'For some time now, I've heard African-Americans argue that it's not fair for gay people to compare their quest for equal rights with the civil rights movement. Last week, several dozen African-American pastors rallied at a church in the Atlanta area and signed a declaration of opposition to gay marriage. They added that they were appalled at the way same-sex marriage advocates have co-opted the civil rights movement. ... Those who don't appreciate the comparison say it's unfair because gays never had to endure slavery; weren't systematically denied the opportunity to read or write; didn't suffer Jim Crow laws; and aren't readily recognizable as gay unless they choose to be. ... Folk who don't like the gay rights-civil rights link also suggest that being gay is a lifestyle choice unlike being born a certain hue. They say gay white men always have had more privileges than African Americans. Well, it's true that the two movements don't perfectly parallel one another. But it's not necessary that they do. The goal of the civil rights movement was to change unjust laws. And, right now, many marriage statutes across the country in some way or another restrict marriage to a man and a woman. ... While the two movements don't perfectly parallel one another, ironically they do intersect on the issue of marriage. For a long time, racists believed it an outrageous proposition for people of different races to marry.' — African American Author Dawn Turner Trice in her Chicago tribune column March 29.
'I understand that folks will be morally opposed to gay marriage. I understand also that within the black community, particularly the black church, there remains a 'don't ask, don't tell' policy when it comes to homosexuality. But I think it's unfortunate when those who have suffered oppression forget what it's like to be standing on the outside looking in.' — Dawn Turner Trice.
'Did you know it's no longer correct to say gay or lesbigay or even GLBT? It's now GLBTQ, the latter for 'questioning.' Questioning, my left testicle. I say it's BLT and to hell with it.' — New Joy of Gay Sex author Felice Picano to Canada's Capital Xtra!, Jan. 15.
'I hear Mary Cheney is creating a new line of walk-in closets with revolving doors.' — Openly lesbian California Board of Equalization chairwoman Carole Migden, as quoted in the San Francisco Chronicle.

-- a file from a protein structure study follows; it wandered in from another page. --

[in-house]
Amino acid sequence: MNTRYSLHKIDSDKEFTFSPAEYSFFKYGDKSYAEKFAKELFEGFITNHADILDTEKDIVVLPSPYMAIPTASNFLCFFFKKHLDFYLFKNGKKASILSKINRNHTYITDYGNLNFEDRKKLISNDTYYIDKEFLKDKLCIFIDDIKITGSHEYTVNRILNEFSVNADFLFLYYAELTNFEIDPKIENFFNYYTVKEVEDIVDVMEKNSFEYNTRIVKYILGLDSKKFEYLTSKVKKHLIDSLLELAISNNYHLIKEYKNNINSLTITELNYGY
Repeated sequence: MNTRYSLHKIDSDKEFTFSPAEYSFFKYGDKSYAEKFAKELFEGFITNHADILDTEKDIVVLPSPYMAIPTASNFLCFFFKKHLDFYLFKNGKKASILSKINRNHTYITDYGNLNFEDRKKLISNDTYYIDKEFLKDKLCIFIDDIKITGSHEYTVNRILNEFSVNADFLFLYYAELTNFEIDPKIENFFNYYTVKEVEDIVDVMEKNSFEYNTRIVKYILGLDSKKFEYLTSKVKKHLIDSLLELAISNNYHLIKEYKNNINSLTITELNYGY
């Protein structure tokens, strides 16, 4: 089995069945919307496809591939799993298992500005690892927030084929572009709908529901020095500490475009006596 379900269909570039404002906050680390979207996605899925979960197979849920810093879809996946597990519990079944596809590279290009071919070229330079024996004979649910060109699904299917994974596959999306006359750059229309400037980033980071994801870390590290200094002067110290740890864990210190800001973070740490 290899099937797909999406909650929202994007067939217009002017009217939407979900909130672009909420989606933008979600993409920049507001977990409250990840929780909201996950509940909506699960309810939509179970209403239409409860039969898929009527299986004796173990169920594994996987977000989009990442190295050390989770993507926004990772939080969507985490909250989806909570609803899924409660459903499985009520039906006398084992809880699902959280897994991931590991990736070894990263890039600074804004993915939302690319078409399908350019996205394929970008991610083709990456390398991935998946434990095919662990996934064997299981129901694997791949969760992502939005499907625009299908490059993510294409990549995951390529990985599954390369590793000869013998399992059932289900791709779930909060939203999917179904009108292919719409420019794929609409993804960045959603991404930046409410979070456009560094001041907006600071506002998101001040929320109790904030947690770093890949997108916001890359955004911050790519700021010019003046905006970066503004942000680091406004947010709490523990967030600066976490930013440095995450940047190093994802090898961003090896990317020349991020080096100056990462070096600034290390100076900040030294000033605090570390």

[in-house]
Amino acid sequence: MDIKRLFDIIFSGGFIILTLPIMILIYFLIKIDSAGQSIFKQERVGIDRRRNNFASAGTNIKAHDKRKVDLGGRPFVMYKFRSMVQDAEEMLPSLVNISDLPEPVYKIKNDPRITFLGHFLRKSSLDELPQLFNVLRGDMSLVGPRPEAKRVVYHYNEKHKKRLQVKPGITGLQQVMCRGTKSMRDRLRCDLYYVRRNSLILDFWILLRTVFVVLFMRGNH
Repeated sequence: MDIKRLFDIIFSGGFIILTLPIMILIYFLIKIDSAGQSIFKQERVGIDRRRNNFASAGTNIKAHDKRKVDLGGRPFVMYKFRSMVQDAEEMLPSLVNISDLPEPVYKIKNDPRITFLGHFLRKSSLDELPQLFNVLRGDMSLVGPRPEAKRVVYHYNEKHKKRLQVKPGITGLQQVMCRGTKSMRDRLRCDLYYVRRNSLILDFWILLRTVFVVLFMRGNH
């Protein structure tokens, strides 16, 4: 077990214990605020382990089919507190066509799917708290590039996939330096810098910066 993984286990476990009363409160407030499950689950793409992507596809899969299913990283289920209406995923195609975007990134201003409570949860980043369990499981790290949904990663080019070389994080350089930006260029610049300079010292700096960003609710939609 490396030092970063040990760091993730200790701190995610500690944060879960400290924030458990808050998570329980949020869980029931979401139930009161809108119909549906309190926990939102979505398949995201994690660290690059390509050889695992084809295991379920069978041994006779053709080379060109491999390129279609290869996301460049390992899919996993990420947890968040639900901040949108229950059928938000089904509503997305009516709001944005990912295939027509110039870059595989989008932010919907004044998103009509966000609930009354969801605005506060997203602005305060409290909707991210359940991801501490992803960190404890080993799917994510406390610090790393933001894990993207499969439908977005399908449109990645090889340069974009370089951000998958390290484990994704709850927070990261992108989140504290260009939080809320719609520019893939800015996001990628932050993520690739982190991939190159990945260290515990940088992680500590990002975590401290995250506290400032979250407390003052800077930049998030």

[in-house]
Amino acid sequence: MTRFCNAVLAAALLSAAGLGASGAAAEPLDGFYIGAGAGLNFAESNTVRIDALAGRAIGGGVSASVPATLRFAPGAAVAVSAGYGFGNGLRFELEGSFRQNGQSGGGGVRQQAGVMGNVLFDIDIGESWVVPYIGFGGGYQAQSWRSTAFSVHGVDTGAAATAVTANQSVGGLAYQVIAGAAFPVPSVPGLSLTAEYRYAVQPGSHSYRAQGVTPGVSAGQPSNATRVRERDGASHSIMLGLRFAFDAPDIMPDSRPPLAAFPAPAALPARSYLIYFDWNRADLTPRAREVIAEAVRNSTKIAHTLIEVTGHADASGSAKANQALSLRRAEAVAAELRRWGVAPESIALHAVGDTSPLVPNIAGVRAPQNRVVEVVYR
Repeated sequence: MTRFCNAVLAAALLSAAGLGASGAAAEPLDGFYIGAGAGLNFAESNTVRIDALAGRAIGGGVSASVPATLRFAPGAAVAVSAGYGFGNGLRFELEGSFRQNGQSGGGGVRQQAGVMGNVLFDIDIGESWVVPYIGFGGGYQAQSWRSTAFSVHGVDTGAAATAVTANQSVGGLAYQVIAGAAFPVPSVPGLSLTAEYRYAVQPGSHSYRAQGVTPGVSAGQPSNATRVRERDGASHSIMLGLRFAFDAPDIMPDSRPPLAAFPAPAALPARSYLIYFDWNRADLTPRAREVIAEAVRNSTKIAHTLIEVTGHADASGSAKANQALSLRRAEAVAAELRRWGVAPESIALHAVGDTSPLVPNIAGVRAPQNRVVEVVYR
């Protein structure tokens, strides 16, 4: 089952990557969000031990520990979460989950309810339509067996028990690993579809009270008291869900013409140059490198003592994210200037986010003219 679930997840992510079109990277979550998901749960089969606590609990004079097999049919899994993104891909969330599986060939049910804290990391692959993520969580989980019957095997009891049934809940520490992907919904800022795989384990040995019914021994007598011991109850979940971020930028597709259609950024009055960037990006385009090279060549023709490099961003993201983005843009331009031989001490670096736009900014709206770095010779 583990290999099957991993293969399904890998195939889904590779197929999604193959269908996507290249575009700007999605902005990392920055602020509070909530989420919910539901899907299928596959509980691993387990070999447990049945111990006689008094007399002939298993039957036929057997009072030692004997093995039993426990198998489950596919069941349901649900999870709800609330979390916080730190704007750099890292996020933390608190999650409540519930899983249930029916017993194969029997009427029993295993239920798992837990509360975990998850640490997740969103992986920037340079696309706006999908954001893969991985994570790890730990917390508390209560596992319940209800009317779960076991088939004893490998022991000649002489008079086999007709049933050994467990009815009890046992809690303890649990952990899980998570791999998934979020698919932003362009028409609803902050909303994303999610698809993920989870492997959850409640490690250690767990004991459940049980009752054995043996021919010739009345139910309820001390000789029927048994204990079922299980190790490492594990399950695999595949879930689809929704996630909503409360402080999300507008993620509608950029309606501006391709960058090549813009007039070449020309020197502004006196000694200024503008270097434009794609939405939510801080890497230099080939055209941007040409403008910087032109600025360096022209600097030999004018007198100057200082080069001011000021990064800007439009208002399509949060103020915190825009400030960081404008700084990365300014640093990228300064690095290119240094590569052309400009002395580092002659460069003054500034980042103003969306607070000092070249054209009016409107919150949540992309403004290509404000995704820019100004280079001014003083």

'My career has never been stronger. There's far more interest in me as an actor than when I was closeted.' — Queer As Folk's Robert Gant to Out magazine, April issue.
'They [gays] kept me alive when I got into trouble with the Johnson administration. As long as they kept looking for my records and imitating me, then of course my name was always alive, so I'm very grateful to them.' — Eartha Kitt to the Miami gay newspaper The Weekly News, Feb. 12.
'I love the gay community. Naturally, having been in this business since I was 17, I came into contact with gay people very young in my life. To me they were always the most talented, the kindest, they have the most wicked senses of humor—I always felt comfortable. I was never threatened, ever, and I just embraced them and loved them.' — Brady Bunch mom Florence Henderson to the Miami gay newspaper The Weekly News.
'False, vicious gossip that after thorough investigation by numerous media outlets have [sic] been found to be completely baseless.' — Robert Black, spokesman for Texas Republican Gov. Rick Perry, responding to rumors that Perry's wife Anita is planning to divorce him after finding him in bed with a man, to the Dallas Voice, March 12.
'Another guy that I sense is a funny bunny is that teen idol kid Clay Aiken. How does this guy flutter below the gaydar without being caught? He's a cross between Howdy Doody and k.d. lang's more feminine yet less attractive little sis.' — Columnist Paulo Murillo in Los Angeles' fab!